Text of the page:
Thursday, October 8, 2009

Blog 3

I really enjoyed Edward Ozimek as a speaker. I thought his presentation was both well thought out and aesthetically pleasing. I thought it was really great that he was familiar with our reading materials for the course and was able to relate what he was talking about back to what we have already read. It was also kind of cool to see him questioning some of the points that those authors brought to the table, because I feel like some of us have been doing the same things here in our blogs.

His critique of flaws within systems (food, architecture, recycling, etc.), were insightful and intelligent. Although he is an architect by discipline, it does not mean that he is not well versed in all of these other areas that are very important in the world we are living in. I think that oftentimes people become really comfortable in whatever niche they carved out for themselves and they stop asking questions, and stop trying to figure out what is going on around them (aside from the television news programs, of course). Edward Ozimek emphasized how imperative he feels it is to stay current with all sorts of issues going on around us. Personally, I feel that not taking things at face value is what makes you a smart consumer in society today, so I guess it’s nice to hear that echoed by someone who might have a bit more influence in the world; I would even say that was a major point in his presentation.

1 comment:

  1. October 8: Ozimek

    I was very taken by Edward Ozimek as a speaker on sustainable architecture Tuesday. He had such a fresh perspective that reminded me to remember to take a second look at the world around me. I think it is easy to become complacent and therefore its important to acknowledge what motivates us and ask why. The example of the featherless chicken stuck with me for the next few days and pushed me to analyze sustainability within differing contexts. It seems that the idea of sustainability gets naturally linked to questions of ethics, although there is no real reason that the two should go hand in hand on a definitional level. The basic concept of sustainability is living in a way that meets out current needs but does not compromise those of the future. There are no rules set that determine how this should be done. It is thought that sustainable living should be morally conscious, is this because of the environmental movement that it has been strung along to? We get so turned off by the image of the featherless chicken because it is seen as so “unnatural”. However, the reason that we have to become more focused around sustainability is because we have brought ourselves so far from the natural through the development of society. So why is it shocking for us to see a featherless chicken but not hundreds of miles of highway or skyscrapers? And I don’t believe we can state that it is because these developments have come straight from human hand because we altered the landscape dramatically in order to get to the point where concrete cities are normal.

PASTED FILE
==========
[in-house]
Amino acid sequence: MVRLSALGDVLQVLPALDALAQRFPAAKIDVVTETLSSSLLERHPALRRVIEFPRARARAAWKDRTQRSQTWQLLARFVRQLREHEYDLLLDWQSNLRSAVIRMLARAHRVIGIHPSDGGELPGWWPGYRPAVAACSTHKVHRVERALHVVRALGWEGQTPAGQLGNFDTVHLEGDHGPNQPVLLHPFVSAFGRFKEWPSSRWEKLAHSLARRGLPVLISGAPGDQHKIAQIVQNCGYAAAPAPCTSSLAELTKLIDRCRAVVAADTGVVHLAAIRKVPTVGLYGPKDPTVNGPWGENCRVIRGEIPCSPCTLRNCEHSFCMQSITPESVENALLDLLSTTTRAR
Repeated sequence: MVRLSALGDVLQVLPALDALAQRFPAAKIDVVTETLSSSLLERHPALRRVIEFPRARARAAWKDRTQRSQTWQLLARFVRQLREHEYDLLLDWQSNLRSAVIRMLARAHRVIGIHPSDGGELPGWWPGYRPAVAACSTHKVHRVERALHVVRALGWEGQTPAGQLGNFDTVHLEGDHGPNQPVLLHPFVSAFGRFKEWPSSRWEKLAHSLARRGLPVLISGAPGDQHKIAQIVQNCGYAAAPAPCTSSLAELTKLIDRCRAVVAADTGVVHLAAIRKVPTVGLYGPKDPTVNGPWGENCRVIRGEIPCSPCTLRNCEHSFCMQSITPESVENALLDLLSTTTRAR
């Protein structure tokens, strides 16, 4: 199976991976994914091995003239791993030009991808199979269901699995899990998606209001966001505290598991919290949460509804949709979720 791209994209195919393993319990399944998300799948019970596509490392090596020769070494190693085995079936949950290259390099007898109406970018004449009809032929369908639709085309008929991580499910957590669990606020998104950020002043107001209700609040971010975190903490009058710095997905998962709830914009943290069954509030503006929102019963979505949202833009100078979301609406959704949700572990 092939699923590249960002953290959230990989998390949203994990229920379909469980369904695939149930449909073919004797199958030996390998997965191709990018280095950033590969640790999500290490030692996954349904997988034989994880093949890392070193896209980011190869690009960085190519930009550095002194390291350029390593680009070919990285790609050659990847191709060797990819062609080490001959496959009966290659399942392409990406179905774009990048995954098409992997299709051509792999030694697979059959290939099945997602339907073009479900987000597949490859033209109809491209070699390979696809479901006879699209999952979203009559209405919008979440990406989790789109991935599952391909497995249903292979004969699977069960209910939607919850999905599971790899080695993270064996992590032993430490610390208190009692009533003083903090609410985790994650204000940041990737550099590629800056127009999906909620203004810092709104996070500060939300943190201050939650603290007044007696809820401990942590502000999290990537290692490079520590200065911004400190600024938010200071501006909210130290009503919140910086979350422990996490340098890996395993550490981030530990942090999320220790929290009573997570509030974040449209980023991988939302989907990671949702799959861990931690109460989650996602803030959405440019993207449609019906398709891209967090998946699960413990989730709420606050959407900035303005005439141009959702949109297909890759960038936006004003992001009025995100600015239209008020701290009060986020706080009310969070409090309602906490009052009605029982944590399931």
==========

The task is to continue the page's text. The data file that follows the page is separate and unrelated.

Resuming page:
I also loved the example of the three expanding house plans from 1900, 1950 and 2000. It was an appropriate follow-up to the question of whether we are prepared to change our current lifestyle. This falls directly in line with what was discussed in class about our degree of comfort. We may need to step outside of this lifestyle we have grown accustomed to in order to open up to change. We get so stuck in the norm and hold on to the idea that we should be doing or living somewhere because its what we have done for years. How are we to change if we grasp onto the predictability of the future?